A new currency based on litecoin has gained more traction in two weeks than its predecessor did in a year.
Feathercoin lets cryptocurrency miners generate a new coin that's very similar to Litecoin, but with far less difficulty. For now, anyway.
Both feathercoin and litecoin are designed to be mined through a different technique than bitcoin. Bitcoin uses the SHA-256 algorithm, whereas the other two use Scrypt, a password-based key derivation function. The biggest difference with Scrypt is that it is biased against FPGA and ASIC miners ... normally the heavyweight machines of the cryptocurrency mining world.
FGPA and ASIC miners throw large amounts of custom-designed computing power at the mathematical problems used for mining. Scrypt, though, is designed using an algorithm that favors CPU and GPU miners. As a result, it makes it easier for those without large sums of money to get in on the cryptocurrency mining game.
"How these Scrypt coins apply today is that we know ASICs are coming out for SHA-256 coins," says Robert VanHazinga, a cryptocurrency specialist who makes his money on arbitrage, and also develops mining software for various clients. VanHazinga also developed cryptocoinexplorer.com, a block explorer for different coins.
"They can't do Scrypt encryption," he says of ASICs. "They can't do anything with it efficiently."
Part of the reason for that is Scrypt's use of memory-intensive operations, which are more suited to CPUs, and which have been adapted to GPUs for litecoin and feathercoin.
Unlike litecoin, which was designed to award 50 coins for every block found at the outset, feathercoin awards 200. Feathercoin will eventually have a total of 336 million coins. This is four times that of litecoin ... which in turn has four times the number of coins that will eventually be produced by bitcoin. (Bitcoin's hard limit is 21 million.)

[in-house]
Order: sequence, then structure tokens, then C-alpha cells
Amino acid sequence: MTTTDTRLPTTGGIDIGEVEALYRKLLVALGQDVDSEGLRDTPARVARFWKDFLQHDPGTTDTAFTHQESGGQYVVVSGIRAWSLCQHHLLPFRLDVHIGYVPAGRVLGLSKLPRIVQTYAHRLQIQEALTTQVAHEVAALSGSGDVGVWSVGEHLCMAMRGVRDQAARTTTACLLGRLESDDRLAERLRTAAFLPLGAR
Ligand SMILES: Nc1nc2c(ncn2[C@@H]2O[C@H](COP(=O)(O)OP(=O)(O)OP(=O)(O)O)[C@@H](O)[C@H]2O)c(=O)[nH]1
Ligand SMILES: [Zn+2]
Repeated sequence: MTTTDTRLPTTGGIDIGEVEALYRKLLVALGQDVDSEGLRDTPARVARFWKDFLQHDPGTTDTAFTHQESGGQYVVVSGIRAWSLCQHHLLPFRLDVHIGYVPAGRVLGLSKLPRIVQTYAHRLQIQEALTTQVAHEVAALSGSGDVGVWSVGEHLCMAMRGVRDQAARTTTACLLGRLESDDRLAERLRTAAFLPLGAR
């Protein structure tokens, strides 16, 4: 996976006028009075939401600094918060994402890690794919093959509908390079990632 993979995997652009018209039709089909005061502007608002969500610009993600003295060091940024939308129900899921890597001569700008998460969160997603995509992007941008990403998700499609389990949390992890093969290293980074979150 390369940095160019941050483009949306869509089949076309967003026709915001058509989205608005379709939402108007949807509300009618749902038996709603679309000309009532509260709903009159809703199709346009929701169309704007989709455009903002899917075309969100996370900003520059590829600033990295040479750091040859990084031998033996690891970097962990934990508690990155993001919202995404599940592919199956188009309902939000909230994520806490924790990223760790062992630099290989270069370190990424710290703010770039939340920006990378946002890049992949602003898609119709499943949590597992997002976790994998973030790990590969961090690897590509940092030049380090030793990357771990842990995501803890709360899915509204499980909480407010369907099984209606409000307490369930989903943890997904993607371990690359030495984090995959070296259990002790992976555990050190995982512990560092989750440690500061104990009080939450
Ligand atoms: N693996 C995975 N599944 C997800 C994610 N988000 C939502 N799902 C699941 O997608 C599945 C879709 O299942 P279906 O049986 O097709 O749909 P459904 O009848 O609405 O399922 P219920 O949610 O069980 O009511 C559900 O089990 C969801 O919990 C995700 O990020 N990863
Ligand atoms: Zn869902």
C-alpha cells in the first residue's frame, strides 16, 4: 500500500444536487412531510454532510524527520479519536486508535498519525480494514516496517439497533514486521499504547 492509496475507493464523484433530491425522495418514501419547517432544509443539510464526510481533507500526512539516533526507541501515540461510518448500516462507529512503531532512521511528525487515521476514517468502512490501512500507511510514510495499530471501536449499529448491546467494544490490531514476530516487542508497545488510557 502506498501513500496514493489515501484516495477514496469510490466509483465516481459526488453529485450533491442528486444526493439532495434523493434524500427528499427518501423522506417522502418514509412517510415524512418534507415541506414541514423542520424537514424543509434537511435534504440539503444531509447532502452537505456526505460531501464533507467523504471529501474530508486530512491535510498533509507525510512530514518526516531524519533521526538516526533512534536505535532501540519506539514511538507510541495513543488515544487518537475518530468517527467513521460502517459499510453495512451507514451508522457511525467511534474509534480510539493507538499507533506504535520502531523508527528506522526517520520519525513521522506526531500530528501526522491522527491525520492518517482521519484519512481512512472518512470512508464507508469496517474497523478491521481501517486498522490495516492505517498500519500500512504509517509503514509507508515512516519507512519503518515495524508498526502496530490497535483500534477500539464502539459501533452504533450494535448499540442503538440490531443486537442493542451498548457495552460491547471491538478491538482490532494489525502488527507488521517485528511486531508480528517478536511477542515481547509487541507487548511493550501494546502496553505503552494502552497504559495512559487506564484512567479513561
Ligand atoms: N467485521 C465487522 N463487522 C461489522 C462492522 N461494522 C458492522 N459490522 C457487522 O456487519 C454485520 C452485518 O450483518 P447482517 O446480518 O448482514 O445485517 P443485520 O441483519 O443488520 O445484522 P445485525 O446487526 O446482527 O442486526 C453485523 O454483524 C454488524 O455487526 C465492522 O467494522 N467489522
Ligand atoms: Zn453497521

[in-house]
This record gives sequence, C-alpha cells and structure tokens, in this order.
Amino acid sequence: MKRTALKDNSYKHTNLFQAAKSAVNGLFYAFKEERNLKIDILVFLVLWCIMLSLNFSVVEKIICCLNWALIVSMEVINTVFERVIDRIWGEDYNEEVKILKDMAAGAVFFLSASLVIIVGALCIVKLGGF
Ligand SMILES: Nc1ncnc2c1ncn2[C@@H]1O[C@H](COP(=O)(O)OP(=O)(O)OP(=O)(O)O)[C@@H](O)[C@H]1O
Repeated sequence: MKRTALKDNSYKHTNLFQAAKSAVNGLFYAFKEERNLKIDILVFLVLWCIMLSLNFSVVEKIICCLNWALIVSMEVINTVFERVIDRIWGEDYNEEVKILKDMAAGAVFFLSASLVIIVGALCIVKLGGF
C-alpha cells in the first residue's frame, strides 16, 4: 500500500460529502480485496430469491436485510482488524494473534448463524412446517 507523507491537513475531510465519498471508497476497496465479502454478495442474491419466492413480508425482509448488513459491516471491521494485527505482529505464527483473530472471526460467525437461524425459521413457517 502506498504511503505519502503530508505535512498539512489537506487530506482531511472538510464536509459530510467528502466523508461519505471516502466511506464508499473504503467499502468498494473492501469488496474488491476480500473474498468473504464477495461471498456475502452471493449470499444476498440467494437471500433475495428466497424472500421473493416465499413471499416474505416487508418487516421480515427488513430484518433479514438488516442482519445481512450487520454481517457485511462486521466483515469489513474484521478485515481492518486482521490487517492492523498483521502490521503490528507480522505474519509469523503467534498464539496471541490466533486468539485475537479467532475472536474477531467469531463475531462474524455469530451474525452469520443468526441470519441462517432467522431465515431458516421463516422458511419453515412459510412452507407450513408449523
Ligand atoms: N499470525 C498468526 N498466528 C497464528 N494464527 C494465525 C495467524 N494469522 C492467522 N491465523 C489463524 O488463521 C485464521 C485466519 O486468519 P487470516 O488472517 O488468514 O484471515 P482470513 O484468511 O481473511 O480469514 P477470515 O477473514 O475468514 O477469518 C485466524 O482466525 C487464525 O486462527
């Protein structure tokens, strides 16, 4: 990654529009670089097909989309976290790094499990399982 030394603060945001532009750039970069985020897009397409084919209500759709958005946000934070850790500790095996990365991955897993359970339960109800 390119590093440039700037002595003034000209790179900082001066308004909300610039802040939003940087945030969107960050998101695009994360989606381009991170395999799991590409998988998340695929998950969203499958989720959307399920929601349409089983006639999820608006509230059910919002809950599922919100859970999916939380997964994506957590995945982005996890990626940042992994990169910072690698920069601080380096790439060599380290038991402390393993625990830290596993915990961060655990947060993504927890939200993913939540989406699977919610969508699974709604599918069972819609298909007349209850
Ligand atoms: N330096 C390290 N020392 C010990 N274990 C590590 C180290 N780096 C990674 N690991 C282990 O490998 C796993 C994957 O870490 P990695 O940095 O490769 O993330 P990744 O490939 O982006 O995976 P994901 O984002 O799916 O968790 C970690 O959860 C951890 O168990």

"It joins the cryptocurrency family by positioning itself with litecoin in the same way that litecoin is aligned with bitcoin," states the feathercoin website. "It does not compete with bitcoin or litecoin, it compliments them [sic]."
Feathercoin calls itself an open-source internet currency.
"Bitcoin was 50 coins a block and now it's been halved," said VanHazinga, adding that feathercoin's designer is "experimenting by saying, 'Let's have 200 coins, and not put a limit, and let's see what this coin does.' "
So far, feathercoin is doing well. At the time of writing, 5.5 million feathercoins had been created. Mining pools have already been created, and the cryptocurrency is gaining value over litecoin. Its difficulty has also increased quickly (difficulty reflects how much computing effort is needed to find a new block for a given coin), and continues to increase with the number of people mining the coin. Feathercoins took one week to reach the same level of mining difficulty that litecoin reached in a year.
"To see feathercoin get to the difficulty level that litecoin took a year to get to, in a matter of weeks, is amazing," said VanHazinga.
The low difficulty at feathercoin's birth could be another reason for the currency's popularity. After the massive bitcoin rally in early April, many people might be looking to get in on the ground floor of another cryptocurrency opportunity. Litecoin's age means that its difficulty is now relatively high.
"You can't CPU-mine litecoin now with the difficulty and have it be worth it," VanHazinga said. Feathercoin's difficulty, on the other hand, is still low enough to make CPU mining worthwhile.
The other attraction of Scrypt-based coins is that mining servers can be repurposed. Both CPUs and GPUs can be reapplied either for SHA-256 or Scrypt-based mining. That isn't the case with ASICs, which are programmed with a specific algorithm. FPGAs, while theoretically reprogrammable, aren't good at Scrypt-based mining. This means that many previously involved in SHA-256 mining could decide to shift some mining capabilities over to the new coinage, to spread their risk.
"One of the concerns of bitcoin right now is because people have to invest in a specialized piece of equipment," said VanHazinga. "This isn't cheap. They're hugely expensive."
He added, "When ... the hash rate gets so ridiculous that they're not worth using anymore, you have a nice paperweight."